Crudely put, your meter is telling you that over half the length of the circuit, it is unable to measure an amount of leakage (sub 2000MOhms). However, when you double this distance, it is able to measure an amount of leakage.
In t & e the live conductors have insulation surrounding them, the earth does not. Also the live conductors are seperated by the earth for most of the circuit length. Getting a measurable amount of leakage between the lives is less likely than between the lives and earth because of proximity plus the amounts of insulation seperating the conductors
 

Lucien Nunes

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The problem here is that modern testers can read such high resistances, that you are looking at the results and taking an interest in them when in reality they are fairly meaningless. The difference between 1000MΩ and 2000MΩ can be created by a few degrees temperature difference evaporating condensation or not as the case may be. You really don't have any control over readings that high, and they will lead you on a wild goose chase if you try to find the 'cause'. Their only real use is to add evidence to a detailed fault investigation.

Older MFTs would only read up to 100 or 200MΩ, so all of those and results ten times lower would have displayed off the scale. For comparison, I've worked on a functioning installation of about 15 circuits that had an overall insulation resistance to earth of about 10kΩ, i.e. 200,000 times lower. Not good and not compliant, but it's a reminder of how far out there a reading of 2GΩ really is. And, when distributed between L & N, even that 10kΩ won't trip an upfront 30mA RCD by itself.
 
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Thank you very much for the really detailed replies! Some interesting stuff mentioned there and plenty to think about. I suppose I should stop being so picky with my results! Good to experience though and know for next time! All live and functional tests passed with flying colours so all is good. Thanks again for taking the time to reply.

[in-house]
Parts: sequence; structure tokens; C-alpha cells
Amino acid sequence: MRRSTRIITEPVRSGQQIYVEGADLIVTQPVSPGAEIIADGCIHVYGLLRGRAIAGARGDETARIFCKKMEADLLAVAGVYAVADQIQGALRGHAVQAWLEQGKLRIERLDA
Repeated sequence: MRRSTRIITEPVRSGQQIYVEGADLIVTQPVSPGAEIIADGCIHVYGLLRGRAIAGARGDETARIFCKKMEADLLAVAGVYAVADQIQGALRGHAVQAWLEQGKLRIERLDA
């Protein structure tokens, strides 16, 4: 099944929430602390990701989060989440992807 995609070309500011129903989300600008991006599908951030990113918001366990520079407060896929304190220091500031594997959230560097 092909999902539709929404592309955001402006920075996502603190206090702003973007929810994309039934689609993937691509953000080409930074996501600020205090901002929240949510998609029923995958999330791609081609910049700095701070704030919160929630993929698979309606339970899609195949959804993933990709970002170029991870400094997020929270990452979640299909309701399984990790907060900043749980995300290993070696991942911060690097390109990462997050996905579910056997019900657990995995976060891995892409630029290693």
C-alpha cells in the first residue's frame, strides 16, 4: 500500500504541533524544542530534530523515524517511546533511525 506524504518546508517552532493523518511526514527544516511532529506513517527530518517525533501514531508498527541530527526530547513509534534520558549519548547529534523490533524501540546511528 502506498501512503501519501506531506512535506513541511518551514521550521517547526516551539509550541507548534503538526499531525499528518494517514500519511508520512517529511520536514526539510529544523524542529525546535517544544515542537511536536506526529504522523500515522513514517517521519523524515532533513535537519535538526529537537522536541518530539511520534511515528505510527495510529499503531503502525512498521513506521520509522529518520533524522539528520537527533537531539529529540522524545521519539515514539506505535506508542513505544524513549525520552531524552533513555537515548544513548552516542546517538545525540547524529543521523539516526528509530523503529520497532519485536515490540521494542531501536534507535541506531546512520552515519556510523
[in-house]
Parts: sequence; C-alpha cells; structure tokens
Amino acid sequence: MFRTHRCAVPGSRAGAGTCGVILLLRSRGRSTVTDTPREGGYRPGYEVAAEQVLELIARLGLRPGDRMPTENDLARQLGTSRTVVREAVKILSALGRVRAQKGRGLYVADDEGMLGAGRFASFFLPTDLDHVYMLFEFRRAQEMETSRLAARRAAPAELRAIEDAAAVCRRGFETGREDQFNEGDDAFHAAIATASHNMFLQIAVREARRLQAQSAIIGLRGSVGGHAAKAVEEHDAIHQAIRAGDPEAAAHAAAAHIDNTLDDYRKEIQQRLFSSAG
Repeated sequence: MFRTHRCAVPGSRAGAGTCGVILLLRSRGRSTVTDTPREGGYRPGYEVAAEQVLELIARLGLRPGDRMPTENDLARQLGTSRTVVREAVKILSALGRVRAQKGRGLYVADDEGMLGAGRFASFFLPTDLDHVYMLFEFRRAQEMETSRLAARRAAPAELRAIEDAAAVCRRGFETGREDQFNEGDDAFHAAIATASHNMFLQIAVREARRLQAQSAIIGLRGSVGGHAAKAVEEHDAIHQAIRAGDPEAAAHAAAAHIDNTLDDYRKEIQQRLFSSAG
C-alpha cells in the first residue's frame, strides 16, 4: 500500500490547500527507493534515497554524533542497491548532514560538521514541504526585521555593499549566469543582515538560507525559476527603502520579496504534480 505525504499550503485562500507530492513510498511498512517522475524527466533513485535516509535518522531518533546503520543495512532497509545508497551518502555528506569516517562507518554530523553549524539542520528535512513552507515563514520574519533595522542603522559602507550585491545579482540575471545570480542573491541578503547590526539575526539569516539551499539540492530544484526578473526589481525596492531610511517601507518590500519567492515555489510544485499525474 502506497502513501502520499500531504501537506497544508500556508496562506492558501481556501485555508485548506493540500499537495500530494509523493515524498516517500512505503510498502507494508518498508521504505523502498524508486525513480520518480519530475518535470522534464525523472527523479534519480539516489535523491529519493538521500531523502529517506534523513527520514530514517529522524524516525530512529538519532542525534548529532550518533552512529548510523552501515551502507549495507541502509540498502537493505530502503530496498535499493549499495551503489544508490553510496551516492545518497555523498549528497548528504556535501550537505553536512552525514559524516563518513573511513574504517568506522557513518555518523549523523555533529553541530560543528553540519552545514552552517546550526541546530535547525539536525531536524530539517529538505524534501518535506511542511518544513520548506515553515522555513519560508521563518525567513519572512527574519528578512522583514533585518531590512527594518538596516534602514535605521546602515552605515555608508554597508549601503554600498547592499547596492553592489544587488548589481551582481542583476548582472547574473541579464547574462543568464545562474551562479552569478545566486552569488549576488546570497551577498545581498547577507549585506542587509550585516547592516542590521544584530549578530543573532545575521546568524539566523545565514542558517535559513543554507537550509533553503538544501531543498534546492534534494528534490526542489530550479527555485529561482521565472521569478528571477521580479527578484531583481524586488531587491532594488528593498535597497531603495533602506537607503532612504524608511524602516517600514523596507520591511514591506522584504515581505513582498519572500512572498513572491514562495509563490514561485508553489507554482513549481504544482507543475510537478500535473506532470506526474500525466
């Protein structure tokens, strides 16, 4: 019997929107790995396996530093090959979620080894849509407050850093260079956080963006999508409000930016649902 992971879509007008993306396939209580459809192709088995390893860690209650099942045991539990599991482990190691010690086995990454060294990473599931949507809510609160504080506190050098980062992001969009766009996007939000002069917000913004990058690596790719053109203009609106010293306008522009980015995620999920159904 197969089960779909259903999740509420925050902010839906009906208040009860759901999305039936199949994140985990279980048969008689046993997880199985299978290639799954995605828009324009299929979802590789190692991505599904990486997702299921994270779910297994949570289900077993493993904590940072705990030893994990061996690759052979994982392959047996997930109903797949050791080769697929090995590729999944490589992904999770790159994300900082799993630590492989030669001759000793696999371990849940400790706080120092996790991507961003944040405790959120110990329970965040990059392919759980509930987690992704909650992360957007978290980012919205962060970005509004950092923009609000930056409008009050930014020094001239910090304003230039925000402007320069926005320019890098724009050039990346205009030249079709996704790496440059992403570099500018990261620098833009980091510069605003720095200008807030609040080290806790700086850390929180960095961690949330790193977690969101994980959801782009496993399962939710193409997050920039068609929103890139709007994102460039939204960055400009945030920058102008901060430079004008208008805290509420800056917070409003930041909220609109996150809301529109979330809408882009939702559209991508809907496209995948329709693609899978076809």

telectrix

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breathe on your IR tester leads after 5 pints. readings will fall faster than a breathalyser on steroids.
 

Lucien Nunes

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Then you may have been seeing the effect of dielectric absorption. Certain types of insulators including plastics can display an effect where for a period of time after a change in voltage, internal changes in molecular structure absorb or give up a small amount of charge. To the outside world i.e. your tester, it looks like a capacitance in series with a very high resistance, in parallel with the true capacitance.

When the test voltage is applied, the true capacitance charges up rapidly and its charging current drops exponentially towards zero. After a few seconds the current due to the dielectric absorption starts to dominate, and the tester detects what appears to be a slowly rising resistance. If the test voltage is maintained for a long time, say a few minutes, the rise continues towards its final value. E.g. a reading that has reached 120MΩ might continue rising to 500MΩ. After the tester is disconnected, the absorbed charge discharges into the actual insulation resistance. If this is very high, a sensitive high-impedance meter input can detect the true capacitance partially re-charging as the absorbed charge is released.